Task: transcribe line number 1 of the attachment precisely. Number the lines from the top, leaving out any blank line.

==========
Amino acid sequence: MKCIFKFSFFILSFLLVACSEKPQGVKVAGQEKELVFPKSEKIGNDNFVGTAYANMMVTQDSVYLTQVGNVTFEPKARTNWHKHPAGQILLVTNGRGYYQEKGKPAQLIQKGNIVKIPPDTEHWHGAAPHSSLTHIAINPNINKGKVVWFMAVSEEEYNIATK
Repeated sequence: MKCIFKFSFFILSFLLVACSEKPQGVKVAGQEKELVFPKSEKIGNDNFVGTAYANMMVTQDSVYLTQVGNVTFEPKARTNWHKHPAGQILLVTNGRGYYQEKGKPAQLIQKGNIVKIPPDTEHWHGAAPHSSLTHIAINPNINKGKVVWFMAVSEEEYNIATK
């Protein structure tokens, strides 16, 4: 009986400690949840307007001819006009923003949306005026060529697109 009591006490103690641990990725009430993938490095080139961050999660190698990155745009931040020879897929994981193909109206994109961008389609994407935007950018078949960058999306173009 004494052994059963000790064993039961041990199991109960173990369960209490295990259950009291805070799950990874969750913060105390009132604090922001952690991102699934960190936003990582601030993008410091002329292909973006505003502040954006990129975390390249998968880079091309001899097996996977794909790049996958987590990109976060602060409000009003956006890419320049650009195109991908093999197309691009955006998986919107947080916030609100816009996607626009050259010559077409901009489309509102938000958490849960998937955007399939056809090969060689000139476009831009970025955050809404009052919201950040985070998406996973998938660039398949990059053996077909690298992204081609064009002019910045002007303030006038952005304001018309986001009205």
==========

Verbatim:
Amino acid sequence: MKCIFKFSFFILSFLLVACSEKPQGVKVAGQEKELVFPKSEKIGNDNFVGTAYANMMVTQDSVYLTQVGNVTFEPKARTNWHKHPAGQILLVTNGRGYYQEKGKPAQLIQKGNIVKIPPDTEHWHGAAPHSSLTHIAINPNINKGKVVWFMAVSEEEYNIATK